Little smiling pug sitting on a sidewalk in a summer park.

Doing Pet Dental Care Right

Is dental care part of your pet's daily health routine? If not, now is a good time to start. Pets need regular checkups and teeth cleanings to stave off plaque buildup, infection, tooth loss, and other health problems. Without consistent care, pets can develop dental disease as early as age 2, which is why we advocate for a preventive dental approach, which includes oral checkups, teeth cleanings, dental X-rays, and more.

Keep your pet's mouth healthy. Schedule a dental exam for your pet!

Prevent Dental Disease in Pets

The best cure for dental disease is to prevent it altogether. However, if you see any of the following signs in your pet, you might want to schedule a dental exam sooner than later:

  • Bad breath
  • Swollen, bright red gums
  • Yellow and brown residue encrusted along the gum line
  • Excessive drooling
  • Dropping food while eating
  • Eating less
  • Increased irritability, less active than usual
  • Pawing at their face and mouth

Dental Care for Maximum Benefits

One easy way to see if your pet needs dental care? “Flip” their lip to check their teeth for anything unusual, like discoloration and swollen gums. If you see anything off, just give us a call and we can provide recommendations for the next step in their treatment.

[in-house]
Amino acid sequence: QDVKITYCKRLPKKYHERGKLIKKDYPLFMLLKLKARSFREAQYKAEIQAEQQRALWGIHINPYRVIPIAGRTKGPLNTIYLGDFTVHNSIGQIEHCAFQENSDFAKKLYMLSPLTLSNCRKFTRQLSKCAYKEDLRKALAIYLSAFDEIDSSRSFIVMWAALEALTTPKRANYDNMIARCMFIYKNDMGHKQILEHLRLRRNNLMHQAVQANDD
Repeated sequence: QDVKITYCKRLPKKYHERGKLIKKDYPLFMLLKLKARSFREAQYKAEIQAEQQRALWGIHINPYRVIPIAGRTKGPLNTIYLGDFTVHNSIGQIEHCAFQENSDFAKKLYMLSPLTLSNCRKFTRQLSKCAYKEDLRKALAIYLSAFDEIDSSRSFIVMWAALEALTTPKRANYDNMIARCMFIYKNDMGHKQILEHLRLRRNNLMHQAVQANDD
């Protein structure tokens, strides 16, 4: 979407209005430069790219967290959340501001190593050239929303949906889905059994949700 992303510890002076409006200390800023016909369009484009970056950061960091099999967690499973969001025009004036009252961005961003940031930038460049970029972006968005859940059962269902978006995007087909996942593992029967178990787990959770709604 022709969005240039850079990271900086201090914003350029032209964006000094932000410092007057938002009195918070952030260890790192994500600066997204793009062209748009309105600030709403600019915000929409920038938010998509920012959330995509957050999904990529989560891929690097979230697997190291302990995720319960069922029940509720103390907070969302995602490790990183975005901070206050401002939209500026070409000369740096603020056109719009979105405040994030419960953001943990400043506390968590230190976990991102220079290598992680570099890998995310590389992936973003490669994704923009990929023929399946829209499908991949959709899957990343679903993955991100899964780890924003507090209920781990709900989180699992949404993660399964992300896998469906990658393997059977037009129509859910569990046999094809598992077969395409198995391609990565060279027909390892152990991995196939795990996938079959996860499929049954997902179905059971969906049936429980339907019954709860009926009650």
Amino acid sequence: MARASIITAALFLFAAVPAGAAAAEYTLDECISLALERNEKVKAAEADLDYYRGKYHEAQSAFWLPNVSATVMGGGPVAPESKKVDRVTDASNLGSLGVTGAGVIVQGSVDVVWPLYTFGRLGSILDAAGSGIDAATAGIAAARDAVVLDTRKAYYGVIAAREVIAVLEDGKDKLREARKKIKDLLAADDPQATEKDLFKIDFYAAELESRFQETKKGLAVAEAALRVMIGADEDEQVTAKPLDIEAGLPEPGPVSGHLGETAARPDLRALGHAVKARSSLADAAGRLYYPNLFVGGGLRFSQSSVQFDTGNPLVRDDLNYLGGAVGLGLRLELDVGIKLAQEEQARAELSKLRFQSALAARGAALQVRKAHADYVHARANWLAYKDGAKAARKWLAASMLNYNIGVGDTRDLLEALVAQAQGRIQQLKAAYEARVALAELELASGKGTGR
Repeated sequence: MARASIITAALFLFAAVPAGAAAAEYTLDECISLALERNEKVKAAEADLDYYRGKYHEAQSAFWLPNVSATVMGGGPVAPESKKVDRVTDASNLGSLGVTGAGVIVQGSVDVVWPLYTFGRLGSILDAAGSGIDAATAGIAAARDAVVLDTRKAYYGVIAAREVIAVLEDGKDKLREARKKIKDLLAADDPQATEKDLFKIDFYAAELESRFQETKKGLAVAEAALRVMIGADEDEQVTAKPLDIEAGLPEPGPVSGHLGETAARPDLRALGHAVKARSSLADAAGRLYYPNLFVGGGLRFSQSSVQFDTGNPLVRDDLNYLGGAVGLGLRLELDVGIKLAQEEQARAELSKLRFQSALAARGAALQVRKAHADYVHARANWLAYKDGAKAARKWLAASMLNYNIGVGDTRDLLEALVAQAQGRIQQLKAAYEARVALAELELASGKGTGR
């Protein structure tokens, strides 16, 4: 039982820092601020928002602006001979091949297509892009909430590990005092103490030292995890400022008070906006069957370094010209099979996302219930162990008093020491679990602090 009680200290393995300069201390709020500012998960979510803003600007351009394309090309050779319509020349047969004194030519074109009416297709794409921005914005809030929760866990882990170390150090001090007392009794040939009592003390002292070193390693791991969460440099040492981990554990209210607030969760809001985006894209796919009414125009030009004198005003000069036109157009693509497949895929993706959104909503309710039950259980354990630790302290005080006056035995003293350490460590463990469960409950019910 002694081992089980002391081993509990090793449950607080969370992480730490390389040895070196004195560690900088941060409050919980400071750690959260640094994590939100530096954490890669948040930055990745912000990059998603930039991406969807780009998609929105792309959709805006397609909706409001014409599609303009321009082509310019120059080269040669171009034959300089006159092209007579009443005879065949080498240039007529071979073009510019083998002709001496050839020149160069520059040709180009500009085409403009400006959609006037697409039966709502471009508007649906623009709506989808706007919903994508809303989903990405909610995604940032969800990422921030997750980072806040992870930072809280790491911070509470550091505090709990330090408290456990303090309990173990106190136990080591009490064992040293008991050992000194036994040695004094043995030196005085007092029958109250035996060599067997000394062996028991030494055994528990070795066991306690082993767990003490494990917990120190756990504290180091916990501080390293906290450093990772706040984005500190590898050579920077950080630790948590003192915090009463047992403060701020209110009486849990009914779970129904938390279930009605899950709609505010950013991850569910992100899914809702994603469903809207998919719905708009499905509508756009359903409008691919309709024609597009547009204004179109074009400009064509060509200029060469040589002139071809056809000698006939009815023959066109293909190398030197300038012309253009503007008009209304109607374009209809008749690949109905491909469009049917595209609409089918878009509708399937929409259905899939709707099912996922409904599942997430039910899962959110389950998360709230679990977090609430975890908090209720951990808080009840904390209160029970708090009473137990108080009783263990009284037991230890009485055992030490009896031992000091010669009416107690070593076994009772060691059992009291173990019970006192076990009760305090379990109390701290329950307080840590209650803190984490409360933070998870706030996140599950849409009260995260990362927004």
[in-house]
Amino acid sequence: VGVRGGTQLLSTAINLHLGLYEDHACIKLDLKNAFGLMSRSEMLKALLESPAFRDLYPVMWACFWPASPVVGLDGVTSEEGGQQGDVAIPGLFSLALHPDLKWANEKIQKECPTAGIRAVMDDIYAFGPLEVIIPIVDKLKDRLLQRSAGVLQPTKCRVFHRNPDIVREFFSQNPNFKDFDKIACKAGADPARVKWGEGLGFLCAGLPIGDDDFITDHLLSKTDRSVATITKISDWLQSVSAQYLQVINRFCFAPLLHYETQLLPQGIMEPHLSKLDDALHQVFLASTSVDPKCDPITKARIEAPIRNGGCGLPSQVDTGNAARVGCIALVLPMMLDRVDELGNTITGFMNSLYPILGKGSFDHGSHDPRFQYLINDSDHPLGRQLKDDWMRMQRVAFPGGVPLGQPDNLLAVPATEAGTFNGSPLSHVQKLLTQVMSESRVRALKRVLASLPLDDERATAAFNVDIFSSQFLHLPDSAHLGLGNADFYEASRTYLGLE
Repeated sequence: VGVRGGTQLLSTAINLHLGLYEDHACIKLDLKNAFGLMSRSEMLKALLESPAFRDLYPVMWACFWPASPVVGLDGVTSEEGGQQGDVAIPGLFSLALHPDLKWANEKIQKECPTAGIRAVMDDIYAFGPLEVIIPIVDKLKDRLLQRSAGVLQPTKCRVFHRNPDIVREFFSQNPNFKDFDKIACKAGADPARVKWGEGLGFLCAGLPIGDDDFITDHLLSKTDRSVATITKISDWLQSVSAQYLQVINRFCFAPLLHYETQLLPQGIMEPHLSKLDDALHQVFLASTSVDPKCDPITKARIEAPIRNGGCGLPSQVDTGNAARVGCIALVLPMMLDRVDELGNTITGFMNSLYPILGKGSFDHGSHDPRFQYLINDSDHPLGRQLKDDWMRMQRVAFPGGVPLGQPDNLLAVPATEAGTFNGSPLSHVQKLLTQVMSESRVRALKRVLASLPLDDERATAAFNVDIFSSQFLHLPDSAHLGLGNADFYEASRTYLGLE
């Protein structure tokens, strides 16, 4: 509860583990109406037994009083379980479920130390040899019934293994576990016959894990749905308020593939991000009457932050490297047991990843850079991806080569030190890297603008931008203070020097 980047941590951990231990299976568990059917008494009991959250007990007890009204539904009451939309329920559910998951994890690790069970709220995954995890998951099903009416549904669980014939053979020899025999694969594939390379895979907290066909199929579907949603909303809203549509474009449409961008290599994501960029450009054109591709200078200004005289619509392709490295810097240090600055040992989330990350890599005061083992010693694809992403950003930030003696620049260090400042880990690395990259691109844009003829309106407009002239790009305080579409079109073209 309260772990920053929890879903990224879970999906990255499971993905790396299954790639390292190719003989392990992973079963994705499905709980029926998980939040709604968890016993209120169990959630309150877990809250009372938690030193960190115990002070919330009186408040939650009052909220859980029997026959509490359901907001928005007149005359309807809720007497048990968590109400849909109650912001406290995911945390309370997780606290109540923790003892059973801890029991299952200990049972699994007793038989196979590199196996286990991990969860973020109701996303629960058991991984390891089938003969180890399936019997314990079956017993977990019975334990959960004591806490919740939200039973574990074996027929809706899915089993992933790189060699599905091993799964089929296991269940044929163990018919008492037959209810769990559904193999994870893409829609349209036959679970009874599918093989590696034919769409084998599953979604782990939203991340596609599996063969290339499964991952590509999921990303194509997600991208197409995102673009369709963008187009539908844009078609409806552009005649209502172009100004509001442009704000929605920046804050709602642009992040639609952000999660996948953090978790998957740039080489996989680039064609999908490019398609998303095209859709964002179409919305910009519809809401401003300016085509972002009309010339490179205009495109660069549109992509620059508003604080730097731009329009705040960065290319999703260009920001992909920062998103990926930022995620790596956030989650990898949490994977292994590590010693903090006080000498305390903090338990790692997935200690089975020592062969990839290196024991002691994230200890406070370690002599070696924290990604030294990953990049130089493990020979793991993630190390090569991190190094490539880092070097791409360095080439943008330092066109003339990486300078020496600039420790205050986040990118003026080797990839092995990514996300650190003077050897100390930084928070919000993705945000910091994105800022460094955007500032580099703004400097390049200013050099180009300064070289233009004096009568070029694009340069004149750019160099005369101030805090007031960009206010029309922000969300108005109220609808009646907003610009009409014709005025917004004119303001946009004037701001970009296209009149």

We’re proud to have technology on hand that allows us to go in-depth with dental treatments for our patients, including the following services while your pet is under anesthesia:

  • Thorough dental examinations that include individual tooth checks and probing the pockets around the teeth for signs of infection
  • Scaling each tooth (above and under the gum line) to clean away plaque and tartar buildup
  • Polishing the teeth smooth to reduce plaque buildup on their surfaces
  • Checking for tooth decay and possible abscesses

How to Improve Your Pet’s At-Home Dental Care

If you can, try to brush your pet's teeth as often as possible to prevent food residue from building up and turning into plaque. And if you have a puppy or kitten, even better! You can start getting your young pet used to future brushing of their adult teeth by having their mouth looked into and gently probed with fingers or a toothbrush to turn this practice into a healthy habit.

However, if brushing is not an option, diets can also support your pet's oral health. Currently, both Animal Hospital of Lewisville veterinarians have their own dogs on the dental diet! Dental wipes, dental chews, and water additives are also available for you pet.

In addition, your pet should see their veterinarian twice yearly for check-ups to determine if a future dental cleaning is needed.